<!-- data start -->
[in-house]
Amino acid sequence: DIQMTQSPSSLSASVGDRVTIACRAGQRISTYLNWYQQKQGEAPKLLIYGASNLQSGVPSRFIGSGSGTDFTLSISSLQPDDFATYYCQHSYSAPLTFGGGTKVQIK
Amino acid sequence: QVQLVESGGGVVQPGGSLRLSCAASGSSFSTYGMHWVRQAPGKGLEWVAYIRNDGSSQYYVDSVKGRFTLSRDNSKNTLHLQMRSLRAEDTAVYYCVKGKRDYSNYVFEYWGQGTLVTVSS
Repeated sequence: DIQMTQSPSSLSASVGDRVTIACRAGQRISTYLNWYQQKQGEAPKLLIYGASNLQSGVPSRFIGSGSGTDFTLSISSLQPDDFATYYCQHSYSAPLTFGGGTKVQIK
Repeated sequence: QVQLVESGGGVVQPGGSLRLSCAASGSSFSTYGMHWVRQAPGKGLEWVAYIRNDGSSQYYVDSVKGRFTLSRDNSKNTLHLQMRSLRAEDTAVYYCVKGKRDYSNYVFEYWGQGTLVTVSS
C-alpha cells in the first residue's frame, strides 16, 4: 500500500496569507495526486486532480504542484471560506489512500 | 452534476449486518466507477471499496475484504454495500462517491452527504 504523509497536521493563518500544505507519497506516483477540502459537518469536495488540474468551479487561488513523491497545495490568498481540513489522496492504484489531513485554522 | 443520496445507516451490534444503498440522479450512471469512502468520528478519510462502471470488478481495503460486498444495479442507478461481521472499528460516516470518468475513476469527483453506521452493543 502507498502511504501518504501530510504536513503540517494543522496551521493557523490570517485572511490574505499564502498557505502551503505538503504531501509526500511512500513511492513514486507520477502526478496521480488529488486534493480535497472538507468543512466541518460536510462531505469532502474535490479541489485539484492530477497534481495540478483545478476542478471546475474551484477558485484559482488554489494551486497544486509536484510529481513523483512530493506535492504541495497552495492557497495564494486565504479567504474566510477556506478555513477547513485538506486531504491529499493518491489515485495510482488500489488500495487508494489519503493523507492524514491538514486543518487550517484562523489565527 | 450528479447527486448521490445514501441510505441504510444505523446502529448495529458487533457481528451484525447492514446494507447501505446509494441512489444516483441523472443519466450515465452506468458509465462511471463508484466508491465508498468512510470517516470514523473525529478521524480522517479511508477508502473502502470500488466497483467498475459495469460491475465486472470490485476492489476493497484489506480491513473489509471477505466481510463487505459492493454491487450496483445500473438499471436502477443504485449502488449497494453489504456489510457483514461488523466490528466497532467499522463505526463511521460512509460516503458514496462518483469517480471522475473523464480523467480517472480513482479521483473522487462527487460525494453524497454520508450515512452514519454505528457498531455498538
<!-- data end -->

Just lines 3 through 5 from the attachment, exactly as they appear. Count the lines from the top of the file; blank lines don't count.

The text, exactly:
Amino acid sequence: QVQLVESGGGVVQPGGSLRLSCAASGSSFSTYGMHWVRQAPGKGLEWVAYIRNDGSSQYYVDSVKGRFTLSRDNSKNTLHLQMRSLRAEDTAVYYCVKGKRDYSNYVFEYWGQGTLVTVSS
Repeated sequence: DIQMTQSPSSLSASVGDRVTIACRAGQRISTYLNWYQQKQGEAPKLLIYGASNLQSGVPSRFIGSGSGTDFTLSISSLQPDDFATYYCQHSYSAPLTFGGGTKVQIK
Repeated sequence: QVQLVESGGGVVQPGGSLRLSCAASGSSFSTYGMHWVRQAPGKGLEWVAYIRNDGSSQYYVDSVKGRFTLSRDNSKNTLHLQMRSLRAEDTAVYYCVKGKRDYSNYVFEYWGQGTLVTVSS